Christoph Friedrich Von Ammon, a German Protestant theologian and pulpit orator, born in Baireuth, Jan. 16, 1766, died in Dresden, May 21, 1850. He studied theology in Erlan-gen, in 1789 became professor of philosophy, and in 1792 professor of theology and preacher at that university. From 1794 to 1804 he was professor of the same branches in Gottingen, then until 1813 again in Erlangen, and from that time until his death Protestant court preacher, vice president of the consistory, and afterward member of the ministry of worship in Dresden. In 1825 he accepted the old title of nobility, which his family had lost in 1640, together with their feudal estates, on account of their fidelity to Protestantism, and which the king of Bavaria had in 1824 restored to them. Ammon was, together with Bretschneider, Pau-lus, Rohr, and other German theologians of minor mark, the father of what is known as German theological rationalism. In his principal work, "Development of Christianity into the Universal Religion " (Fortbildung des Christen-thums zur Weltreligion, 4 vols., Leipsic, 1833-'40), he holds that the Christian religion is perfectible not only in its external form as a church, but also in its substance and nature, and must be further developed if it is to embrace the whole of humanity.

He regards Jesus as a mere man, who attained the highest scope and elevation, and so became intimately united with God. Though he was among the first to introduce the Kantian philosophy into theology, and to lay a great stress on the use of reason in matters of revealed religion, he was no systematic and comprehensive thinker. Nice distinctions being at that time drawn among the rationalists between rational super-naturalism and supernatural rationalism, he called himself a follower of the latter school, according to which belief or faith begins where science ends, and revelation may make up for the deficiencies of reason. This position being too much exposed .to objections from the side both of believers and unbelievers, he was sometimes, as for instance by Schleiermacher in the dispute on "Harms's Theses," charged with duplicity; and his last great work, "The Life of Jesus" (2 vols., Leipsic, 1842-'4), was even ridiculed on account of its undecided position in regard to the later critical theories of Strauss, Bruno Bauer, Eeuerbach, and the Tubingen school.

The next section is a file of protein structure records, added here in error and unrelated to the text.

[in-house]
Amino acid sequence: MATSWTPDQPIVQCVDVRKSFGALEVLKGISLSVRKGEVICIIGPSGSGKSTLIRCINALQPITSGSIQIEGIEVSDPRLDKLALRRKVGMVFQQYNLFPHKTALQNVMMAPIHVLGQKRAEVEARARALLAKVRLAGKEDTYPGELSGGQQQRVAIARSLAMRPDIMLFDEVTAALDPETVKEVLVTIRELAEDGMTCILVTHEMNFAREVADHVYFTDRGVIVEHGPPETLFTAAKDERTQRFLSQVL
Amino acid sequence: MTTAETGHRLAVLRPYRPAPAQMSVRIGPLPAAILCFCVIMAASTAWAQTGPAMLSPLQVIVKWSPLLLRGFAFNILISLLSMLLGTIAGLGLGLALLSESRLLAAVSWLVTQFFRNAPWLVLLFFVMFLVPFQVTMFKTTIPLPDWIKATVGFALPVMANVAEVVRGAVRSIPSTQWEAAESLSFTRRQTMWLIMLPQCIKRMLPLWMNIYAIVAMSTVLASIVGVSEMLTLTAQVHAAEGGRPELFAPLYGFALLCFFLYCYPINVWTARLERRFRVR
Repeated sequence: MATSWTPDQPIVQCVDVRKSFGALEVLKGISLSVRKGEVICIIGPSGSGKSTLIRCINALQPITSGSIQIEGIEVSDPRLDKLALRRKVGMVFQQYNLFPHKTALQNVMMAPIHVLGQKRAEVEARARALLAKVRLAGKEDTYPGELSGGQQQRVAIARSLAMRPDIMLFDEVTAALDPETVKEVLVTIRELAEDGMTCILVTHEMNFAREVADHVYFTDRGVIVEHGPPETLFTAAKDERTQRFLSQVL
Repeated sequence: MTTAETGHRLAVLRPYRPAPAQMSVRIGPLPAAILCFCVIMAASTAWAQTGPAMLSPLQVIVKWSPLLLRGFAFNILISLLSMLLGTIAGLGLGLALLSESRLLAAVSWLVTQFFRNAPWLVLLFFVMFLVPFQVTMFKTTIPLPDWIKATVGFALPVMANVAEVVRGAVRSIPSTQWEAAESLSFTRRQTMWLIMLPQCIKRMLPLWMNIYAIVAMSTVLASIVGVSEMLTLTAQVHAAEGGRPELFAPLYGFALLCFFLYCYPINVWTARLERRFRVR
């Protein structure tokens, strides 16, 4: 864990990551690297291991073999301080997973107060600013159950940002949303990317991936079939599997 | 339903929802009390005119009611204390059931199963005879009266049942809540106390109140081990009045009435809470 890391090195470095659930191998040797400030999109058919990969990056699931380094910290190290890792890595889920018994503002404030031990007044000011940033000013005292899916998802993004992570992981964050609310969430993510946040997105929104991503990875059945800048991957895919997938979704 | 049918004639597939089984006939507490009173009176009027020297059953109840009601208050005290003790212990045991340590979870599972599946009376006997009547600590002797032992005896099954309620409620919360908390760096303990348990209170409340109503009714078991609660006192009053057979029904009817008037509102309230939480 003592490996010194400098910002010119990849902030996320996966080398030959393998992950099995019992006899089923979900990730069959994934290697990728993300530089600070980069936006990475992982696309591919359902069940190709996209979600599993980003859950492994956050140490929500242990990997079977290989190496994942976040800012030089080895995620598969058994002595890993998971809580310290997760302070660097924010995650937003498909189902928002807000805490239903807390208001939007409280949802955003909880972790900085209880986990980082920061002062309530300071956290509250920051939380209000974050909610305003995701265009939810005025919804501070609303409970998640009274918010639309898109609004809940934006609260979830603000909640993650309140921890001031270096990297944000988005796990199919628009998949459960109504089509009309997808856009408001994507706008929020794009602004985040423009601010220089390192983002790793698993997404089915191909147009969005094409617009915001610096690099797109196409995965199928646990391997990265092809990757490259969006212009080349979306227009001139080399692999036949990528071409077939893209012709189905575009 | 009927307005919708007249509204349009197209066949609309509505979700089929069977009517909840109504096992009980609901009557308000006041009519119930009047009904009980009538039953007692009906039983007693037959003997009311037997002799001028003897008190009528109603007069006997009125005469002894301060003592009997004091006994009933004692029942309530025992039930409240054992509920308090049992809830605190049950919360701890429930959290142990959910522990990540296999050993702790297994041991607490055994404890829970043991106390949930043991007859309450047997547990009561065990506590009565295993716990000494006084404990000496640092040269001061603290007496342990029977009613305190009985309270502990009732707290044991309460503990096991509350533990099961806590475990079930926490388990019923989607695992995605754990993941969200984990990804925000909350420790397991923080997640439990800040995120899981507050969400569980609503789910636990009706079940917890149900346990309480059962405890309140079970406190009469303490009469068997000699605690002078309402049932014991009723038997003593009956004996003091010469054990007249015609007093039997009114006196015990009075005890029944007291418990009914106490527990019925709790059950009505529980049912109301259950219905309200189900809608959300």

Among his other writings we may mention particularly Handbuch der christlichen Sit-tenlehre (3 vols., Leipsic, 1823; 2d ed., 1838); Anleitung zur Kanzelberedsamkeit (3d ed., Erlangen, 1826), more naturalistic in the 1st and 3d, more supernaturalistic in the 2d edition; Entwurf ciner reinbiblischen Theologie (2d ed., 3 vols., Gottingen, 1801 - '2); Summa Theologiae Christianae (4th ed., Leipsic, 1830); and his last work, Die wahre und falsche Orthodoxie (Leipsic, 1849). He had the misfortune to see the theological system which he represented entirely deserted by the great mass of his contemporaries, either for infidelity or for thoroughgoing orthodoxy and pietism. His biography is entitled Ch. F. Ammon nach Leben, Ansich-ten und Wirken (Leipsic, 1850).